In 1999, 35 million small family plots produced 90% of Russia’s potatoes, 77% of vegetables, 87% of fruits, 59% of meat, 49% of milk — way to go, people! | The Bovine

And since 1999, it seems things have only gotten better when it comes to small-scale agriculture in Russia.

In 2003 the Russian President signed into law a further “Private Garden Plot Act” enabling Russian citizens to receive free of charge from the state, plots of land in private inheritable ownership. Sizes of the plots differ by region but are between one and three hectares each [1 hectare = 2.2 acres]. Produce grown on these plots is not subject to taxation. A further subsequent law to facilitate the acquisition of land for gardening was passed in June 2006. (according to a footnote in “Who We Are” by Vladimir Megre, pg. 42)

What other country raises so much of their food in such sustainable, organic, and non-GMO modes of production? While the European Union is setting the stage for agribusiness takeovers of major market share from traditional peasant farmers in places like Poland, Russia seems to be one of the few countries on the global stage moving so clearly in a sustainable and healthy direction.

And while organic farming gets a lot of media attention in North America, the fraction of agricultural land actually under organic cultivation is miniscule at 0.6%. The EU is a bit better at 4%. In spite of the minimal land area under organic cultivation, the movement for healthy agriculture in North America is under increasing siege by government “regulators”.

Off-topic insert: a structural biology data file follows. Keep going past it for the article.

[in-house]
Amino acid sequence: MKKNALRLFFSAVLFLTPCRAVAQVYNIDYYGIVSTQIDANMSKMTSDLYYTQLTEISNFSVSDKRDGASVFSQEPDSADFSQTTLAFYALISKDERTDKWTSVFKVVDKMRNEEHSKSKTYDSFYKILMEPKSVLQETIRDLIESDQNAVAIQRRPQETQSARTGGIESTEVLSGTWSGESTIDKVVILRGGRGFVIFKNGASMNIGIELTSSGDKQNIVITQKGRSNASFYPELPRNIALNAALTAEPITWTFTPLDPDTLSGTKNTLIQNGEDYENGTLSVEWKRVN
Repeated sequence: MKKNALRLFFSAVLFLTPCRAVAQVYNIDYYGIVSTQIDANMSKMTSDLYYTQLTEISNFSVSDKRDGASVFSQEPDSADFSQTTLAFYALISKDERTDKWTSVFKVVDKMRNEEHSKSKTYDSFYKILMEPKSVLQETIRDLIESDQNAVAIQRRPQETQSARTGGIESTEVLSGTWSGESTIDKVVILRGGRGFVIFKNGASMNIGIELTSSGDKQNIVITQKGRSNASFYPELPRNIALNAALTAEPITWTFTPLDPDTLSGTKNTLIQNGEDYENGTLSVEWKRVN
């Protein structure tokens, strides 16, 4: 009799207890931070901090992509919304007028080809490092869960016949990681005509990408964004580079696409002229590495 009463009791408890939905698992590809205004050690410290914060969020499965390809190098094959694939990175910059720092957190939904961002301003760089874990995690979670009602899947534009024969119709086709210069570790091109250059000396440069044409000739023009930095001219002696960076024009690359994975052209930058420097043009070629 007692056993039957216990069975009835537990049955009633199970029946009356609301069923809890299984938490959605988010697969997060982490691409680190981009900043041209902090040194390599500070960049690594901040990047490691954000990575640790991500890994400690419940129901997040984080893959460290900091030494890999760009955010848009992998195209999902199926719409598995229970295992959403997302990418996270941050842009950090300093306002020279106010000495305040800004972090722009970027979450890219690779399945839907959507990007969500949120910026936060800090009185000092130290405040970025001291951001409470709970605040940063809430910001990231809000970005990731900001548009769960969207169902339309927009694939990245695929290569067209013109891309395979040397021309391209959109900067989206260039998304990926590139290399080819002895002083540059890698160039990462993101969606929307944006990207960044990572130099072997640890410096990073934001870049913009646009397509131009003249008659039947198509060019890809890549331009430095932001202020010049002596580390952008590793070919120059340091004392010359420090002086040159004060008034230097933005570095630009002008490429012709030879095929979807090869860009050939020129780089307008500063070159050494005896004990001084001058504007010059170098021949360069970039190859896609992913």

So what’s behind this wonderful new revival of Russian peasant agriculture? Could it be as simple as one person — Anastasia — a 40-year-old woman from Siberia who befriended a traveling Russian entrepreneur? Based on material Anastasia gave him, that entrepreneur, Vladimir Megre, has published nine books which have become underground best-sellers in Russia.

via In 1999, 35 million small family plots produced 90% of Russia’s potatoes, 77% of vegetables, 87% of fruits, 59% of meat, 49% of milk — way to go, people! | The Bovine.

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